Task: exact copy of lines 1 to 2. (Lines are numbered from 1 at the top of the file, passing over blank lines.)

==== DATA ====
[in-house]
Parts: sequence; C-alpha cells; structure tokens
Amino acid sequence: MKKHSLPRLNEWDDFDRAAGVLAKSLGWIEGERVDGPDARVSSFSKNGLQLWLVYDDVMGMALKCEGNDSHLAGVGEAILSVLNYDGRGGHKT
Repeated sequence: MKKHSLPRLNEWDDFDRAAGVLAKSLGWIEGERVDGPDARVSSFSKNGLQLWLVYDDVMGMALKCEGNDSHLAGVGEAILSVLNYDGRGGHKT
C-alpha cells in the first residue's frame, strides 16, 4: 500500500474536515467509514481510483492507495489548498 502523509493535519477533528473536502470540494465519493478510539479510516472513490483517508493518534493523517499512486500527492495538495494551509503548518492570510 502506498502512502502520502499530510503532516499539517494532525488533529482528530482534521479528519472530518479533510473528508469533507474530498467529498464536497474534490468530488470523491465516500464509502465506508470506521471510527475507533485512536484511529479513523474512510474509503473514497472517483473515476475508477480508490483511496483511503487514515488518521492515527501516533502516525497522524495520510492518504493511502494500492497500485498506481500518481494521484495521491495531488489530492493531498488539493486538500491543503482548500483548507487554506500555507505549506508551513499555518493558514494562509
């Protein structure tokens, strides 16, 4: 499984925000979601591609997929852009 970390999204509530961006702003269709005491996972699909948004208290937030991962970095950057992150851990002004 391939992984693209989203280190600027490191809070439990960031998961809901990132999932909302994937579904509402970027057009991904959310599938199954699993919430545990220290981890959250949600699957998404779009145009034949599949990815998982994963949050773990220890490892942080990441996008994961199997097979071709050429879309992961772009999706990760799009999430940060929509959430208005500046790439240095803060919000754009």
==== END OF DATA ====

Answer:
[in-house]
Parts: sequence; C-alpha cells; structure tokens